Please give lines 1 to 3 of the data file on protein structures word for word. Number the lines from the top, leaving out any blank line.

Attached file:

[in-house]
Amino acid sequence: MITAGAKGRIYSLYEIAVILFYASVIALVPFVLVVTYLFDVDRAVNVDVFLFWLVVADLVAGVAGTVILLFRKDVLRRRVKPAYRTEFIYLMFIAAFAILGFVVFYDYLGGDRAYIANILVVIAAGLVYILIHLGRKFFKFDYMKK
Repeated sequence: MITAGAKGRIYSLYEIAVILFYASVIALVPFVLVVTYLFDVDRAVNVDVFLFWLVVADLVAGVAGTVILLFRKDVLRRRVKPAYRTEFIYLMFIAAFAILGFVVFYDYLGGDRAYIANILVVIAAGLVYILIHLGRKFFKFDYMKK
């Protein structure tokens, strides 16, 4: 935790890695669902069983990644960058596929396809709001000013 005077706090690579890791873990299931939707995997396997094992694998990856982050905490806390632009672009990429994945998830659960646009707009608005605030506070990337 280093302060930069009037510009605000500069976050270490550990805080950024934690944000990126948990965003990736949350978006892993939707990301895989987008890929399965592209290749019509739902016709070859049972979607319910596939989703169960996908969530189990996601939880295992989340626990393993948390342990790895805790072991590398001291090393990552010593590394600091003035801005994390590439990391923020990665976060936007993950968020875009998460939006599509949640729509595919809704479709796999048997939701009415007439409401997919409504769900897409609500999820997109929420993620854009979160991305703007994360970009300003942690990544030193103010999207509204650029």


[in-house]
Amino acid sequence: MITAGAKGRIYSLYEIAVILFYASVIALVPFVLVVTYLFDVDRAVNVDVFLFWLVVADLVAGVAGTVILLFRKDVLRRRVKPAYRTEFIYLMFIAAFAILGFVVFYDYLGGDRAYIANILVVIAAGLVYILIHLGRKFFKFDYMKK
Repeated sequence: MITAGAKGRIYSLYEIAVILFYASVIALVPFVLVVTYLFDVDRAVNVDVFLFWLVVADLVAGVAGTVILLFRKDVLRRRVKPAYRTEFIYLMFIAAFAILGFVVFYDYLGGDRAYIANILVVIAAGLVYILIHLGRKFFKFDYMKK